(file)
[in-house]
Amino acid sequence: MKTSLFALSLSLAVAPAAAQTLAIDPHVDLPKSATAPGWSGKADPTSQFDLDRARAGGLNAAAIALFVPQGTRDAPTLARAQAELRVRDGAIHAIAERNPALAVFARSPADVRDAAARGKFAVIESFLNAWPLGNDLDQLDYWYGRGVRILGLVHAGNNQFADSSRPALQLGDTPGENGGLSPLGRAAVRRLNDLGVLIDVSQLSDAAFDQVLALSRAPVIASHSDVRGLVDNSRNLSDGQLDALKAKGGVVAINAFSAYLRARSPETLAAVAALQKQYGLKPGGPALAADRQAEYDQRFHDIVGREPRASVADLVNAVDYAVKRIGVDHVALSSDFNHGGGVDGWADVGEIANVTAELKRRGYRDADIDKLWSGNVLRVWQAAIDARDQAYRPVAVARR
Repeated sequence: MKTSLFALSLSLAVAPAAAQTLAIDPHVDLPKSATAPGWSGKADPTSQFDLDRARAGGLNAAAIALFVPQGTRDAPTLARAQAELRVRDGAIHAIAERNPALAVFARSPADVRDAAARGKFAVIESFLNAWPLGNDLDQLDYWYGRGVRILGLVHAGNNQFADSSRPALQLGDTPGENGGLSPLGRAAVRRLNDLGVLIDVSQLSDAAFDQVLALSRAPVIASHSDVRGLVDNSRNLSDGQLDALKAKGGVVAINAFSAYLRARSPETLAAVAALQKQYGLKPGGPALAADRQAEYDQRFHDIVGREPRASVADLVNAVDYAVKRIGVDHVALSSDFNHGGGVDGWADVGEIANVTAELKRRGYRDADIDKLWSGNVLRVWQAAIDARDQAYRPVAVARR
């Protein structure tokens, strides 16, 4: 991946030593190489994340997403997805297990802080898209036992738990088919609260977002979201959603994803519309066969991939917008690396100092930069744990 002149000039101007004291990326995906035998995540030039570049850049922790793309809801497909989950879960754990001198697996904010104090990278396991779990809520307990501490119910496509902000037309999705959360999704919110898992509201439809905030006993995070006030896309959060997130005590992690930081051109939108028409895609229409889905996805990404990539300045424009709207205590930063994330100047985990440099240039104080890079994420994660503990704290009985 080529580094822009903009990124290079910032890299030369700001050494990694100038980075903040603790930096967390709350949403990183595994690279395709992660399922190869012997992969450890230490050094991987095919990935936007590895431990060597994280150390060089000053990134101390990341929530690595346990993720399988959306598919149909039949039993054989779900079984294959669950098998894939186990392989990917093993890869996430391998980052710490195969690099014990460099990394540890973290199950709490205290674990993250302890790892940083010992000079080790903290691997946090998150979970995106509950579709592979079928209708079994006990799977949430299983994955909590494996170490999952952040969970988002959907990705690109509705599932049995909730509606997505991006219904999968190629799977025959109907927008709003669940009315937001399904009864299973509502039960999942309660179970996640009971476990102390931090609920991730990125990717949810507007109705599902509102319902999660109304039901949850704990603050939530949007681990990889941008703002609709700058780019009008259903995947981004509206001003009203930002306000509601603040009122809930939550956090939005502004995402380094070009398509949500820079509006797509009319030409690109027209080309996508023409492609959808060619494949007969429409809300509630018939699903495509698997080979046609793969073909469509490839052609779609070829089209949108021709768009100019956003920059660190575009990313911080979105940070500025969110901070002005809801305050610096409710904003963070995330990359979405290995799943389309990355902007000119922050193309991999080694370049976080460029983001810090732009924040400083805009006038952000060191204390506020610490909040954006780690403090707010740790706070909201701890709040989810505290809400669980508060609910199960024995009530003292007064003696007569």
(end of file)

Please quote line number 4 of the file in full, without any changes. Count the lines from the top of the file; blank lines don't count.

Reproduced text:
């Protein structure tokens, strides 16, 4: 991946030593190489994340997403997805297990802080898209036992738990088919609260977002979201959603994803519309066969991939917008690396100092930069744990 002149000039101007004291990326995906035998995540030039570049850049922790793309809801497909989950879960754990001198697996904010104090990278396991779990809520307990501490119910496509902000037309999705959360999704919110898992509201439809905030006993995070006030896309959060997130005590992690930081051109939108028409895609229409889905996805990404990539300045424009709207205590930063994330100047985990440099240039104080890079994420994660503990704290009985 080529580094822009903009990124290079910032890299030369700001050494990694100038980075903040603790930096967390709350949403990183595994690279395709992660399922190869012997992969450890230490050094991987095919990935936007590895431990060597994280150390060089000053990134101390990341929530690595346990993720399988959306598919149909039949039993054989779900079984294959669950098998894939186990392989990917093993890869996430391998980052710490195969690099014990460099990394540890973290199950709490205290674990993250302890790892940083010992000079080790903290691997946090998150979970995106509950579709592979079928209708079994006990799977949430299983994955909590494996170490999952952040969970988002959907990705690109509705599932049995909730509606997505991006219904999968190629799977025959109907927008709003669940009315937001399904009864299973509502039960999942309660179970996640009971476990102390931090609920991730990125990717949810507007109705599902509102319902999660109304039901949850704990603050939530949007681990990889941008703002609709700058780019009008259903995947981004509206001003009203930002306000509601603040009122809930939550956090939005502004995402380094070009398509949500820079509006797509009319030409690109027209080309996508023409492609959808060619494949007969429409809300509630018939699903495509698997080979046609793969073909469509490839052609779609070829089209949108021709768009100019956003920059660190575009990313911080979105940070500025969110901070002005809801305050610096409710904003963070995330990359979405290995799943389309990355902007000119922050193309991999080694370049976080460029983001810090732009924040400083805009006038952000060191204390506020610490909040954006780690403090707010740790706070909201701890709040989810505290809400669980508060609910199960024995009530003292007064003696007569």